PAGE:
In United States v. Agu, 763 F. Supp. 703 (E.D.N.Y. 1991), Judge Weinstein departed downward under similar circumstances.Summary of this case from U.S. v. Ferreria
No. 90 CR 210.
May 16, 1991
Andrew J. Maloney, U.S. Atty., E.D. N.Y., Brooklyn, N.Y., by George Stamboulidis, for the government.
Elizabeth Felber, Legal Aid Soc., Brooklyn, N.Y., for defendant.
MEMORANDUM AND ORDER
The defendant was arrested in February 1990. He pled guilty to importation of heroin in April 1990.
He is a permanent resident, having arrived in this country in 1979. He is married to a permanent resident. He has a one and a half year old daughter who is a citizen by virtue of having been born in this country.
The defendant served six years in the United States Army — two years on active duty and four years in the reserves — and was honorably discharged in 1986. As a consequence of this service, he was entitled to citizenship upon application. He made no application, apparently out of ignorance of his rights.
The defendant first appeared for sentence on September 11, 1990. The sentence was adjourned, and counsel was requested by the court to explore the possibility of obtaining citizenship for the defendant prior to entry of a judgment of conviction. Citizenship would have permitted him to avoid deportation. These efforts have been unsuccessful. As a result, defendant will be deported as a non-citizen immediately following the completion of his imprisonment. He will be separated from his family and friends, probably never to return legally to this country.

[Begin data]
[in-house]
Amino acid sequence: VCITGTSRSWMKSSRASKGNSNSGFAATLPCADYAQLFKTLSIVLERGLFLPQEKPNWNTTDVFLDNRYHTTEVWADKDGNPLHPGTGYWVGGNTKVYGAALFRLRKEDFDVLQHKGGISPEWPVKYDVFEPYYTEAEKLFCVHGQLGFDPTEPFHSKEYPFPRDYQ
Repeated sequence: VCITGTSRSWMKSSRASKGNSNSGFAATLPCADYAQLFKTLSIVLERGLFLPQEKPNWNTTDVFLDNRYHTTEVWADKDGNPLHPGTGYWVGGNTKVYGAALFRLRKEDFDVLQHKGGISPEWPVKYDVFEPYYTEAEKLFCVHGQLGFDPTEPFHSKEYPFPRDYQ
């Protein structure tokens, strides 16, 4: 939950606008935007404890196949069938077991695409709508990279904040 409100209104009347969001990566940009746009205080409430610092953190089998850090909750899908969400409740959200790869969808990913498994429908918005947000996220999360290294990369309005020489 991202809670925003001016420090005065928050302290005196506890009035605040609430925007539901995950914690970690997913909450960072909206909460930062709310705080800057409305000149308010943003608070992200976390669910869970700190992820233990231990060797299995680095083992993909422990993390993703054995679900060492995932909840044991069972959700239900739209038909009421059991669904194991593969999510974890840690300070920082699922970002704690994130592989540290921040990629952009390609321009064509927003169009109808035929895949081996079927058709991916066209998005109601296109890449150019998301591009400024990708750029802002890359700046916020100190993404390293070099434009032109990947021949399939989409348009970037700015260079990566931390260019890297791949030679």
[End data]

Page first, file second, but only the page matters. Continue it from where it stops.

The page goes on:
The applicable offense level in the sentencing guidelines requires imposition of a 41 to 51 month period of incarceration, a 3 to 5 year period of supervised release and a $50 special assessment. As part of the plea agreement, the defendant agreed not to ask for a downward departure from the guideline sentence.
A court has an independent power and responsibility to impose the proper sentence in the exercise of its discretion. See United States v. Lara, 905 F.2d 599 (2d Cir. 1990) (factors warranting departure within the discretion of sentencing judge). It may depart downward even without a motion from the defendant and over the Government's objection where the guidelines permit. See 18 U.S.C. § 3553 (b); U.S. S.G. § 5K2.0; United States v. Jagmohan, 909 F.2d 61 (2d Cir. 1990) (upholding downward departure over objection of government and without motion by defendant); cf 18 U.S.C. § 3553(e) (requiring motion from Government before court may depart below statutory minimum); U.S.S.G. § 5K1.1 (requiring motion from Government before court may depart downward based upon substantial assistance). An agreement not to request a departure can not inhibit the exercise of the court's proper sentencing authority. Here, neither party objected that there was lack of notice of the court's intention to depart. See Jagmohan, 909 F.2d at 64.
The defendant has already served fifteen months in prison. His valuable service to the country in the armed forces, the unfortunate circumstances under which he failed to obtain his right to citizenship despite this service, and what will probably be the permanent separation from wife and his American born child all present "mitigating circumstances of a kind, or to a degree, not adequately taken into consideration by the Sentencing Commission in formulating the guidelines that should result in a sentence different from that described." 18 U.S.C. § 3553 (b); U.S.S.G. § 5K2.0; see also United States v. Perez, 756 F. Supp. 698 (E.D.N Y 1991).
A downward departure is warranted. 1. Defendant is sentenced to time served, a five year term of supervised release and a $50 special assessment. He shall be made available to the Immigration and Naturalization Service immediately for deportation.